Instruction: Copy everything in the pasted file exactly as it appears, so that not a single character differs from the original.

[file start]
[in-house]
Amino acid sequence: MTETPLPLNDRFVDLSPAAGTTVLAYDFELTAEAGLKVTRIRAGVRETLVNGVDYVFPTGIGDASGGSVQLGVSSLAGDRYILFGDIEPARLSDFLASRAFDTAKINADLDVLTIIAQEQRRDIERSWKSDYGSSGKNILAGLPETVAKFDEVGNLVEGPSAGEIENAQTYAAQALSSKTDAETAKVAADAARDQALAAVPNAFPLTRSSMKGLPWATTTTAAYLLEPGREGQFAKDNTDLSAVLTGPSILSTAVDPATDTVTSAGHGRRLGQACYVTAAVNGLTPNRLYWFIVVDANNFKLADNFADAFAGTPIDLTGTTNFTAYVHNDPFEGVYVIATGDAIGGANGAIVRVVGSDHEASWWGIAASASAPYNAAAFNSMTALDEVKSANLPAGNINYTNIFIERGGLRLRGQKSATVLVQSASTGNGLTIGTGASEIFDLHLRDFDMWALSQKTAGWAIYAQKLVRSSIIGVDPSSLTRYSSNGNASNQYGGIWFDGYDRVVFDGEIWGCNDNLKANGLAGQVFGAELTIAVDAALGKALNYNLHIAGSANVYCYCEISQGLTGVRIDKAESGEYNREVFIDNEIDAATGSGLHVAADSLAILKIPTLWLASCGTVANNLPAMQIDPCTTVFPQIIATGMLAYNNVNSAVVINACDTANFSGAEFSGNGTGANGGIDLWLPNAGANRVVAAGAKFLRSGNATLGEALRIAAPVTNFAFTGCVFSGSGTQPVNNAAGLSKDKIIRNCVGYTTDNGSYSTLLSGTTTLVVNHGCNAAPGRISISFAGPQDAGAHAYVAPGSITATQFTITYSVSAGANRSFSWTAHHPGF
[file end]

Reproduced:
[in-house]
Amino acid sequence: MTETPLPLNDRFVDLSPAAGTTVLAYDFELTAEAGLKVTRIRAGVRETLVNGVDYVFPTGIGDASGGSVQLGVSSLAGDRYILFGDIEPARLSDFLASRAFDTAKINADLDVLTIIAQEQRRDIERSWKSDYGSSGKNILAGLPETVAKFDEVGNLVEGPSAGEIENAQTYAAQALSSKTDAETAKVAADAARDQALAAVPNAFPLTRSSMKGLPWATTTTAAYLLEPGREGQFAKDNTDLSAVLTGPSILSTAVDPATDTVTSAGHGRRLGQACYVTAAVNGLTPNRLYWFIVVDANNFKLADNFADAFAGTPIDLTGTTNFTAYVHNDPFEGVYVIATGDAIGGANGAIVRVVGSDHEASWWGIAASASAPYNAAAFNSMTALDEVKSANLPAGNINYTNIFIERGGLRLRGQKSATVLVQSASTGNGLTIGTGASEIFDLHLRDFDMWALSQKTAGWAIYAQKLVRSSIIGVDPSSLTRYSSNGNASNQYGGIWFDGYDRVVFDGEIWGCNDNLKANGLAGQVFGAELTIAVDAALGKALNYNLHIAGSANVYCYCEISQGLTGVRIDKAESGEYNREVFIDNEIDAATGSGLHVAADSLAILKIPTLWLASCGTVANNLPAMQIDPCTTVFPQIIATGMLAYNNVNSAVVINACDTANFSGAEFSGNGTGANGGIDLWLPNAGANRVVAAGAKFLRSGNATLGEALRIAAPVTNFAFTGCVFSGSGTQPVNNAAGLSKDKIIRNCVGYTTDNGSYSTLLSGTTTLVVNHGCNAAPGRISISFAGPQDAGAHAYVAPGSITATQFTITYSVSAGANRSFSWTAHHPGF